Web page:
Reinsurance Investment Banking - Why this niche industry is and will continue to change the commercial insurance industry entirely and for the better
Read this if you aren't a loser with more than a 5 minute attention span. You might learn something interesting.
Reinsurance is Effectively Insurance for Insurance Companies
While some of you may be very familiar with reinsurance, I am sure most are not and thats ok. The only thing you need to know is that reinsurance is effectively insurance for insurance companies. There are a handful of different kinds of reinsurance, but for our purposes we will only be talking about one type, a loosely defined group of securities referred to as Insurance Linked Securities (ILS), and specifically catastrophe bonds.
When you consider how old the insurance industry is (and I mean old, like multiple hundreds of years old) and how little it has changed over the course of history, it's no wonder people's eyes glaze over whenever it gets brought up. The fact is its outdated, somewhat boring, and represents an expense none of us actually want to pay. Its amazing in many ways that it has managed to continue without innovation for so long actually, which I suppose is a testament to the industry's complexity and necessity (don't fix something that ain't broke). ILS have only be around for roughly 30 years and the market is only recently starting to really develop, it is an infant from a historical view.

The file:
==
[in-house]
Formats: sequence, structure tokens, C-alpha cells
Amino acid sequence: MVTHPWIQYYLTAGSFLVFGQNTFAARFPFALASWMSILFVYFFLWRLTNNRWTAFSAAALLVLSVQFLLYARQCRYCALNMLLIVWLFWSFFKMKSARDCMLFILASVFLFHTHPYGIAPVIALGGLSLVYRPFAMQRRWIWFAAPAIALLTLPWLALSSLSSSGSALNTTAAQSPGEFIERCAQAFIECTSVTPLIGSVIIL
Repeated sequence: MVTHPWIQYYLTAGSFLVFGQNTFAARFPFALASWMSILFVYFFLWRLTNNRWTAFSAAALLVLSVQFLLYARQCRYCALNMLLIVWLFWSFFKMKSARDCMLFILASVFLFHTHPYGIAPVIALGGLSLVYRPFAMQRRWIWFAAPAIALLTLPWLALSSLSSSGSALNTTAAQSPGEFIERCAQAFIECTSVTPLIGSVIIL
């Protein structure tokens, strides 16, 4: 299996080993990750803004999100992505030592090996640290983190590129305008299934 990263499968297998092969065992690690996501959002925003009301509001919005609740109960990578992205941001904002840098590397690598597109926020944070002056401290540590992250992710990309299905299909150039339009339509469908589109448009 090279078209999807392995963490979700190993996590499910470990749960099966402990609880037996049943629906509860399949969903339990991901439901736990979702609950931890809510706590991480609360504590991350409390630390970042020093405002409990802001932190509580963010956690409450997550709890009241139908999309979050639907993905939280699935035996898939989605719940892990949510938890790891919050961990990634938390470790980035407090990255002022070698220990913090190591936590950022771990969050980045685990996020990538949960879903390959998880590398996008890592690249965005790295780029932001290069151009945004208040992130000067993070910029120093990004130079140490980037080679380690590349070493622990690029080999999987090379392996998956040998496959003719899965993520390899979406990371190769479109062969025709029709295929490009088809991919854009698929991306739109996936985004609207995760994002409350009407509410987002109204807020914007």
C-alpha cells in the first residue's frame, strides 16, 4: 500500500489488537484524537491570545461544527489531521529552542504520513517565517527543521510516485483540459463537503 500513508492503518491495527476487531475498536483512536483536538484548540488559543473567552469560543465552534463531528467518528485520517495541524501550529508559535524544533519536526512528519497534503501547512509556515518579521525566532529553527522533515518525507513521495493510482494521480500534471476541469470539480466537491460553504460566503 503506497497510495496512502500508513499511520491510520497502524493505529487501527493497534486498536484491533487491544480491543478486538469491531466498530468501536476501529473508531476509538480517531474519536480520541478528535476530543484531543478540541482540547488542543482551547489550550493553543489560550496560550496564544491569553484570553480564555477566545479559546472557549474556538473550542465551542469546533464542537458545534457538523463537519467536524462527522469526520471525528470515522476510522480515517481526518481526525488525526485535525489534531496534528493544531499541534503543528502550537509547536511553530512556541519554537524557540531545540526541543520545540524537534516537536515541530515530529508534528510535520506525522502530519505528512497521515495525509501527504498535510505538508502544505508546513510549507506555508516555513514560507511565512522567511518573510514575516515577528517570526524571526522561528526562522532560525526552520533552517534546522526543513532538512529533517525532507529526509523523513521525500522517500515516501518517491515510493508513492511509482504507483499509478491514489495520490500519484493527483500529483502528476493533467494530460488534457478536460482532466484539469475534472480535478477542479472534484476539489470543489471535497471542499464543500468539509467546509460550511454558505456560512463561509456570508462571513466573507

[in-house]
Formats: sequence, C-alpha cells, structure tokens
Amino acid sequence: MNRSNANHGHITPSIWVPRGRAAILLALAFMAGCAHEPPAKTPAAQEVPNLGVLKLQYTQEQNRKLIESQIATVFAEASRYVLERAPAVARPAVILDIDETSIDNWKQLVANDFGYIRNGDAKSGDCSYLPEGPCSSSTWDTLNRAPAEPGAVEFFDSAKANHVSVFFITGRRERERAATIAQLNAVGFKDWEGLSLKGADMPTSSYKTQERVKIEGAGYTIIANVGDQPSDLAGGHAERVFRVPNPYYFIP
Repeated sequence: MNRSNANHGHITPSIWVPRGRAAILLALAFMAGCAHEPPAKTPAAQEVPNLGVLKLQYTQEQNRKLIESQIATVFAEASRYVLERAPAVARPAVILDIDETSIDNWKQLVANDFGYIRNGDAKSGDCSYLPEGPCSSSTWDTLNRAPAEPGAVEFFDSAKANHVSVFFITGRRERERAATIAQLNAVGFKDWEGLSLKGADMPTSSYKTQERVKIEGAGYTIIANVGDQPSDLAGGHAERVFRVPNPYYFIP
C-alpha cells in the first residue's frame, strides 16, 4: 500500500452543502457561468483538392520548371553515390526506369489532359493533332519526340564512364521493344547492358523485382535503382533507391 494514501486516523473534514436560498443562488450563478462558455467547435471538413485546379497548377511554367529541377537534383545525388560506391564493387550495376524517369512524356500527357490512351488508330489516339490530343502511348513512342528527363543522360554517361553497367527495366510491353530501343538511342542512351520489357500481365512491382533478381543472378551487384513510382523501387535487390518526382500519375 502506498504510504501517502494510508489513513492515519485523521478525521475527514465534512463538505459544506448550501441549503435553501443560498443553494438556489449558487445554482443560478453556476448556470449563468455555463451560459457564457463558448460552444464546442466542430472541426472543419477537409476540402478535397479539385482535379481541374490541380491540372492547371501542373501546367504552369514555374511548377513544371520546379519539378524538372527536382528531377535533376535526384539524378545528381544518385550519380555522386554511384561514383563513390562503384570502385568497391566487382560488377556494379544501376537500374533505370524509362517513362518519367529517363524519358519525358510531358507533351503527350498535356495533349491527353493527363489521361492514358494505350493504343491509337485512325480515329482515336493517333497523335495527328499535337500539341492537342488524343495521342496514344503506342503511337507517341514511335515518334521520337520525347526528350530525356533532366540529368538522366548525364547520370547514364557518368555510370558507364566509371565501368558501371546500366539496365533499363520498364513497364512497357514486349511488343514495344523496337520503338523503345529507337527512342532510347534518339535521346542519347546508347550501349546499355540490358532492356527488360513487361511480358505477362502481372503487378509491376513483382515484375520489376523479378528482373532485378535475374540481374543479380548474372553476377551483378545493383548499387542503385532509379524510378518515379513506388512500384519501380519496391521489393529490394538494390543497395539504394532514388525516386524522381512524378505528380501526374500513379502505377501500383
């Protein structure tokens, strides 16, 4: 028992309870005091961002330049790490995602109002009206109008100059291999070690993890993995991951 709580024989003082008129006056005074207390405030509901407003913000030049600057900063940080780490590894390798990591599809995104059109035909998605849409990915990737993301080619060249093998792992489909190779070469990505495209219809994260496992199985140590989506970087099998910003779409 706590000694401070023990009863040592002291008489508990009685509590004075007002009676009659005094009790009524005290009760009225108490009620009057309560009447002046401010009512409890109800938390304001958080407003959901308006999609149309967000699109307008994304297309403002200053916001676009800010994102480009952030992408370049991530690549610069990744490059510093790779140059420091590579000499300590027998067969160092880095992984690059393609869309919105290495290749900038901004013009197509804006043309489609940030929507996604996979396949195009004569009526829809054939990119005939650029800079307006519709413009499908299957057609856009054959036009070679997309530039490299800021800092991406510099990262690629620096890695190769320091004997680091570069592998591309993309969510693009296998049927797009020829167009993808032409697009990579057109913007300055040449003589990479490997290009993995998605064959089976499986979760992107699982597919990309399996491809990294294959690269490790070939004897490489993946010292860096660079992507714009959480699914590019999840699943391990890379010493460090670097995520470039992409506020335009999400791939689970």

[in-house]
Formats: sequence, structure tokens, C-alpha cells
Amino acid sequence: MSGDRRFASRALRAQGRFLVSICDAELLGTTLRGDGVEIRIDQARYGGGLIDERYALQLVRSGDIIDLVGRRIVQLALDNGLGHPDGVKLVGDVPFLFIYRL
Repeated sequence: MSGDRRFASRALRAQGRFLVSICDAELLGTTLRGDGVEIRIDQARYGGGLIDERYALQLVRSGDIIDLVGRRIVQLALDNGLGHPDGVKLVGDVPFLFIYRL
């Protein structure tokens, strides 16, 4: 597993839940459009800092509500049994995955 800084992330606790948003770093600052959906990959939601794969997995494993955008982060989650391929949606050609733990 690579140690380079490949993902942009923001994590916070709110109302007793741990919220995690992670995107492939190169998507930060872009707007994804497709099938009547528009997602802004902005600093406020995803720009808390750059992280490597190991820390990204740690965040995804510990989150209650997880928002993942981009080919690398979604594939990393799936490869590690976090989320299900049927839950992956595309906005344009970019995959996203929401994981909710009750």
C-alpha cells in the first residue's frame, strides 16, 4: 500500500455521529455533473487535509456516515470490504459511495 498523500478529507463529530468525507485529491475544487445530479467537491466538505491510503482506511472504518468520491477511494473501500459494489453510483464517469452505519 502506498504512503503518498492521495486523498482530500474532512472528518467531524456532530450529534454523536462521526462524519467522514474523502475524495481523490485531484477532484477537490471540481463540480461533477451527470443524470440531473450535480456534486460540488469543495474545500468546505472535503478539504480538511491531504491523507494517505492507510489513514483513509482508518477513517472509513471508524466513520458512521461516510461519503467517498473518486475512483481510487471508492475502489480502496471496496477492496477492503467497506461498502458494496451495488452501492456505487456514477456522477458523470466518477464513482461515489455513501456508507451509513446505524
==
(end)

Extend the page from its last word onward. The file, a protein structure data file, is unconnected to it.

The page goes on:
The Real Innovation = Securitized Risk
Insurtech is often looked at as the new innovation and disruption that's going to blow away old insurance giants and change everything, but the fact is it won't and I wouldn't even call most of it innovation. Its the same as traditional insurance, just with a leaner business model and automation of some background processes. The real innovation is where the traditional capital markets and insurance markets meet, securitized risk.